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Posts from December 2011.

On October 19, 2011 the Portland City Council approved a conditional use review that was the last land use hurdle to the offices of the Department of Homeland Security Administration (HSA) and its Immigration and Customs Enforcement Division’s (ICE) move to the South Waterfront. The decision was not appealed.

We represented the owner/developer of the property, which had submitted the successful proposal to provide new HSA/ICE office space in the South Waterfront. The proposal was to renovate and expand an existing underutilized building at the corner of Macadam and Bancroft in the South Waterfront district. The new facility will be 114,279 s.f. and house over 130 HSA and ICE employees.

The land use process began before the City’s Design Commission, with design review for the renovated/expanded building, which was considered a “major remodel.” As part of that process the issue of whether the facility was permitted in the South Waterfront was raised. There were neighborhood concerns that the ICE facility was not compatible with existing and planned South Waterfront improvements. Staff advised that the facility was an allowed use in the CXd zone, and that the Design Commission lacked authority to address whether the use was allowed. On appeal to the City Council of the Design Commission’s approval of the proposal, the issue of whether the use was allowed was raised with the focus on a small portion of the new facility where the detainees would be housed during the day as they were being processed. This area of the facility was approximately 5,198 s.f. and consisted of four holding rooms and support space used in holding and processing detainees. No detainee would be housed in the facility overnight, but, rather, detainees brought in during the day would be held in this area before being transported to the ICE detention facility in Tacoma every afternoon.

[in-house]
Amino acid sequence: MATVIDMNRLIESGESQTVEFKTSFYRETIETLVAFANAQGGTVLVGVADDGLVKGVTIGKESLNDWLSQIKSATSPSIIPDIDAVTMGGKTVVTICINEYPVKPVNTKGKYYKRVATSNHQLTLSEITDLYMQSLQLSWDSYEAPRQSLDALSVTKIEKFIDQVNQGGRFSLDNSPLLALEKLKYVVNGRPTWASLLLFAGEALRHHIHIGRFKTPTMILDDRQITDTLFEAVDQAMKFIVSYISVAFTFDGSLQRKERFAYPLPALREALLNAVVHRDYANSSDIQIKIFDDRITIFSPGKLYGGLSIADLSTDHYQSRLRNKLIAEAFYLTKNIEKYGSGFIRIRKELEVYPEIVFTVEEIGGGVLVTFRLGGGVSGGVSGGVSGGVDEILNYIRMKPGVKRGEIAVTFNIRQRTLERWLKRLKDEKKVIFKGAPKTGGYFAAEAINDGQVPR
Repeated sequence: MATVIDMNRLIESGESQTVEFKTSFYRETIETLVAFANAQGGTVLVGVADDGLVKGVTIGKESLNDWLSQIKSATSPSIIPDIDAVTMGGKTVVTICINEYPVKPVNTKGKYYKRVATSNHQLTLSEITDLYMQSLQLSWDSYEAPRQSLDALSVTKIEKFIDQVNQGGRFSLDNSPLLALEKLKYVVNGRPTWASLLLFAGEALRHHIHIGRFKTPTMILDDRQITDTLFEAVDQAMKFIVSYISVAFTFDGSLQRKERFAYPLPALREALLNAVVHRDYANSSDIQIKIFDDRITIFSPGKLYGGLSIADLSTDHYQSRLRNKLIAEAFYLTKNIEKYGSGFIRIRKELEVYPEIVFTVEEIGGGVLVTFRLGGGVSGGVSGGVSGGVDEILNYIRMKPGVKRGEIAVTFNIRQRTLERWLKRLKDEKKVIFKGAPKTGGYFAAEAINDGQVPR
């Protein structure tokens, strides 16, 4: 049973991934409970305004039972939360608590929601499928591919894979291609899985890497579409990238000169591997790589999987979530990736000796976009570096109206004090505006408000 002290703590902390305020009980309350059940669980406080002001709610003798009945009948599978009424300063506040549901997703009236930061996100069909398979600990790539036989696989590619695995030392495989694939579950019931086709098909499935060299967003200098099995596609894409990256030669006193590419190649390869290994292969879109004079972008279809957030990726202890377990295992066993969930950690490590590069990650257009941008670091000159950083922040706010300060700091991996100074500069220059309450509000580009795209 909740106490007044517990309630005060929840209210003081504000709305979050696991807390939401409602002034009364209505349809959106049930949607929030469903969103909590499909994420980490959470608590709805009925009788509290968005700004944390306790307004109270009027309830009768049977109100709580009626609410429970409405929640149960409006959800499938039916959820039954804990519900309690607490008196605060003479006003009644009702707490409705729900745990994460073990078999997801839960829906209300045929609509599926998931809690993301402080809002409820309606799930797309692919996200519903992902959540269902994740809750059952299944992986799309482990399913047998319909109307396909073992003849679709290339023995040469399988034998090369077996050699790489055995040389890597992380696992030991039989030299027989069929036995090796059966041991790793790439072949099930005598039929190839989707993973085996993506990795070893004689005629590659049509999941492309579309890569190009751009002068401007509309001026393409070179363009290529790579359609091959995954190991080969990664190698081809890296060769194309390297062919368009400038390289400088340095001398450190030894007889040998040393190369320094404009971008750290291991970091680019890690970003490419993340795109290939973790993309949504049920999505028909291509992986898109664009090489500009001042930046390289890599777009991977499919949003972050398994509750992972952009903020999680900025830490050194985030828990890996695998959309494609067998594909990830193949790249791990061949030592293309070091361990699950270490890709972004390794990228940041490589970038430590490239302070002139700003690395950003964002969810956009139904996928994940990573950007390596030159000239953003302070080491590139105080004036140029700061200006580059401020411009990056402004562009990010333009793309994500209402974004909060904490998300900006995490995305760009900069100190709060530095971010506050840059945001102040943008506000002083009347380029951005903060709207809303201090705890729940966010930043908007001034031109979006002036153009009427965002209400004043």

It was a rare and strange case that required a creative legal approach to prevent the tearing down of a recently-constructed house in bucolic Douglas County, Oregon. The case centered on a parcel of land purchased by Philip and Cynthia Bowes in 1995 and their subsequent efforts to build a home on that land 16 years later. The Bowes’ neighbors aggressively collaborated to file appeals of the County’s permission to build a house and subsequent extensions granted to delay construction at the Oregon Land Use Board of Appeals (“LUBA”). The Oregon State Court of Appeals issued two opinions in Jones v. Douglas County (Case Nos. A-148612 and A148618) ending the 18-month dispute involving construction of the home that had been opposed by neighbors.

American Electric Power Co., Inc. v. Connecticut, 131 S.Ct. 2527 (2011) involved Federal common law nuisance claims against the Tennessee Valley Authority and several private power companies emitting carbon dioxide and other greenhouse gasses, asking the federal courts to set caps and to reduce those amounts annually thereafter. The Supreme Court reversed the Second Circuit and determined that the Federal Clean Air Act displaced such claims.

I’m old enough to remember nasty “Restrictive Covenants” which were used in certain fancy neighborhoods to keep out people of certain disfavored racial, religious or ethnic groups. Fortunately, federal legislation outlawed those ugly rules, although as a dirt lawyer, I’ve occasionally found them when digging through an old title.

In that context, I read the recent decision of Division II of the Washington Court of Appeals in an almost refreshing light. In the case of Jensen v. Lake Jane Estates, No. 40947–0–II, decided November 22, 2011, the old specter of discrimination was not even present as the Court reflected on the salutary role that restrictive covenants now seem to play in so many Northwestern residential neighborhoods.

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